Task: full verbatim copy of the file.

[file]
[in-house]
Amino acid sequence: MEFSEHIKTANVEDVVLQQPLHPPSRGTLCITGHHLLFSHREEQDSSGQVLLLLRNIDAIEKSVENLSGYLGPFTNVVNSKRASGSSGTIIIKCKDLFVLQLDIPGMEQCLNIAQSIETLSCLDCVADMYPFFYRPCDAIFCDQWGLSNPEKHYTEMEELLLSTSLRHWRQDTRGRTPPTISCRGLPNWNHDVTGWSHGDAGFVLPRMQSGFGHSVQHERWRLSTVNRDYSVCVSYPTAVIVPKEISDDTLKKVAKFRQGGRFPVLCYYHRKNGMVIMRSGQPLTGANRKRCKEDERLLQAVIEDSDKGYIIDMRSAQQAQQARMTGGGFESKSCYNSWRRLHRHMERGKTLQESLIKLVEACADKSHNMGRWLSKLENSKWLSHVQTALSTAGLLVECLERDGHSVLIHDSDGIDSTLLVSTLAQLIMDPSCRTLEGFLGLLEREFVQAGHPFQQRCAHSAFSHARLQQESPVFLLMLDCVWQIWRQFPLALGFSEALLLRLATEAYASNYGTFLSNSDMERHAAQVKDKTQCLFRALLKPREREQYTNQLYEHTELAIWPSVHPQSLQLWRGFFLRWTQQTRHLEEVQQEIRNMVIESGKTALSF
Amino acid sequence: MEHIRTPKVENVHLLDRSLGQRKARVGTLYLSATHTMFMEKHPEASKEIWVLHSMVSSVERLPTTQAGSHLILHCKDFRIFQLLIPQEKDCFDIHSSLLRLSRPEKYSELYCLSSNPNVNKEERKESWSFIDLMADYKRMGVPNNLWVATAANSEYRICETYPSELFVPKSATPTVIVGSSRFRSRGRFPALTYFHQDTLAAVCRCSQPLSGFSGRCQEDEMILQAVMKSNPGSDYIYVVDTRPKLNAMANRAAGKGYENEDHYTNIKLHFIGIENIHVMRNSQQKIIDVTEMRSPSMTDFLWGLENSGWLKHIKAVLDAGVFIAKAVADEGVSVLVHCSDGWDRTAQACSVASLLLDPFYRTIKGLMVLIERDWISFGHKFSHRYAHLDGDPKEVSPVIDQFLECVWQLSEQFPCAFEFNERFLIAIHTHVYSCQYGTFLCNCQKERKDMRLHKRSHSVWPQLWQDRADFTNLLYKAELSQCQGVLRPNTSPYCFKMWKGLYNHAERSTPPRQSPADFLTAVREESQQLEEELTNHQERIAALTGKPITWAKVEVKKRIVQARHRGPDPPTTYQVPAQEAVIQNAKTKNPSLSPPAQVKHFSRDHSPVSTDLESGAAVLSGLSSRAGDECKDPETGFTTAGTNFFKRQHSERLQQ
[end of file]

[in-house]
Amino acid sequence: MEFSEHIKTANVEDVVLQQPLHPPSRGTLCITGHHLLFSHREEQDSSGQVLLLLRNIDAIEKSVENLSGYLGPFTNVVNSKRASGSSGTIIIKCKDLFVLQLDIPGMEQCLNIAQSIETLSCLDCVADMYPFFYRPCDAIFCDQWGLSNPEKHYTEMEELLLSTSLRHWRQDTRGRTPPTISCRGLPNWNHDVTGWSHGDAGFVLPRMQSGFGHSVQHERWRLSTVNRDYSVCVSYPTAVIVPKEISDDTLKKVAKFRQGGRFPVLCYYHRKNGMVIMRSGQPLTGANRKRCKEDERLLQAVIEDSDKGYIIDMRSAQQAQQARMTGGGFESKSCYNSWRRLHRHMERGKTLQESLIKLVEACADKSHNMGRWLSKLENSKWLSHVQTALSTAGLLVECLERDGHSVLIHDSDGIDSTLLVSTLAQLIMDPSCRTLEGFLGLLEREFVQAGHPFQQRCAHSAFSHARLQQESPVFLLMLDCVWQIWRQFPLALGFSEALLLRLATEAYASNYGTFLSNSDMERHAAQVKDKTQCLFRALLKPREREQYTNQLYEHTELAIWPSVHPQSLQLWRGFFLRWTQQTRHLEEVQQEIRNMVIESGKTALSF
Amino acid sequence: MEHIRTPKVENVHLLDRSLGQRKARVGTLYLSATHTMFMEKHPEASKEIWVLHSMVSSVERLPTTQAGSHLILHCKDFRIFQLLIPQEKDCFDIHSSLLRLSRPEKYSELYCLSSNPNVNKEERKESWSFIDLMADYKRMGVPNNLWVATAANSEYRICETYPSELFVPKSATPTVIVGSSRFRSRGRFPALTYFHQDTLAAVCRCSQPLSGFSGRCQEDEMILQAVMKSNPGSDYIYVVDTRPKLNAMANRAAGKGYENEDHYTNIKLHFIGIENIHVMRNSQQKIIDVTEMRSPSMTDFLWGLENSGWLKHIKAVLDAGVFIAKAVADEGVSVLVHCSDGWDRTAQACSVASLLLDPFYRTIKGLMVLIERDWISFGHKFSHRYAHLDGDPKEVSPVIDQFLECVWQLSEQFPCAFEFNERFLIAIHTHVYSCQYGTFLCNCQKERKDMRLHKRSHSVWPQLWQDRADFTNLLYKAELSQCQGVLRPNTSPYCFKMWKGLYNHAERSTPPRQSPADFLTAVREESQQLEEELTNHQERIAALTGKPITWAKVEVKKRIVQARHRGPDPPTTYQVPAQEAVIQNAKTKNPSLSPPAQVKHFSRDHSPVSTDLESGAAVLSGLSSRAGDECKDPETGFTTAGTNFFKRQHSERLQQ